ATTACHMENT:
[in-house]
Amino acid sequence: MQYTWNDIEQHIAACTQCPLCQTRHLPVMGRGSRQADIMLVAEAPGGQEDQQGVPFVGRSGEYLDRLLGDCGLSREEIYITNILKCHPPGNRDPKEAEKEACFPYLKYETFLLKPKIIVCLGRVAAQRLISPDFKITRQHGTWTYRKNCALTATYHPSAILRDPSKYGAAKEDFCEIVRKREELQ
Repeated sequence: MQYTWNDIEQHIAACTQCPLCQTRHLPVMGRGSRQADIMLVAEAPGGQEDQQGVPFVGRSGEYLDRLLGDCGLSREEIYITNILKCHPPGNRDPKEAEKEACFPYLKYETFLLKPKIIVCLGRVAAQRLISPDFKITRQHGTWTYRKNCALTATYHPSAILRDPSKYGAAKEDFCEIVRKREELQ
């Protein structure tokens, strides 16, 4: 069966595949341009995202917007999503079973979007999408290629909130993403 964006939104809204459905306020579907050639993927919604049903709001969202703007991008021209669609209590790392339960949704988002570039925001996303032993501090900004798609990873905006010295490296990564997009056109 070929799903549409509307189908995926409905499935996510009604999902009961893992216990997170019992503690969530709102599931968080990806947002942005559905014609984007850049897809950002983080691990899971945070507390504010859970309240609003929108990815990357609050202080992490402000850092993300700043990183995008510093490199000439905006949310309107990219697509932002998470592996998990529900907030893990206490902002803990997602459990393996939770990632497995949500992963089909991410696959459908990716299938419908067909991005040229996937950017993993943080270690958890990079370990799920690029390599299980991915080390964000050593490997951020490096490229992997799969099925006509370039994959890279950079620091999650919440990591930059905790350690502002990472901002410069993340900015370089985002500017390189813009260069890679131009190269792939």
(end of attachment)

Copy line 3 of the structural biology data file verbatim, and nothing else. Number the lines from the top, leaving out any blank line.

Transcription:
Repeated sequence: MQYTWNDIEQHIAACTQCPLCQTRHLPVMGRGSRQADIMLVAEAPGGQEDQQGVPFVGRSGEYLDRLLGDCGLSREEIYITNILKCHPPGNRDPKEAEKEACFPYLKYETFLLKPKIIVCLGRVAAQRLISPDFKITRQHGTWTYRKNCALTATYHPSAILRDPSKYGAAKEDFCEIVRKREELQ